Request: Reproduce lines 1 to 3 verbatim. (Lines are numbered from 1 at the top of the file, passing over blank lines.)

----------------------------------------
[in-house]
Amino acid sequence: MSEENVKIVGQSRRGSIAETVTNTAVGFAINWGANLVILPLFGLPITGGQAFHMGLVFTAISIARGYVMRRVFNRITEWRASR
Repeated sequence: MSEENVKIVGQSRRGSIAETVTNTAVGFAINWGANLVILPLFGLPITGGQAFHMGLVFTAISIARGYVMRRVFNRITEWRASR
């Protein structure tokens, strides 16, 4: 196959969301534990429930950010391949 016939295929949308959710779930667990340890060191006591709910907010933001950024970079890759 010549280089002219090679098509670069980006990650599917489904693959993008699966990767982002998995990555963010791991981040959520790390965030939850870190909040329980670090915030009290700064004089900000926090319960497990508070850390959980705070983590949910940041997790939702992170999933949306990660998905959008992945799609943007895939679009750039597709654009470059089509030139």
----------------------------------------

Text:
[in-house]
Amino acid sequence: MSEENVKIVGQSRRGSIAETVTNTAVGFAINWGANLVILPLFGLPITGGQAFHMGLVFTAISIARGYVMRRVFNRITEWRASR
Repeated sequence: MSEENVKIVGQSRRGSIAETVTNTAVGFAINWGANLVILPLFGLPITGGQAFHMGLVFTAISIARGYVMRRVFNRITEWRASR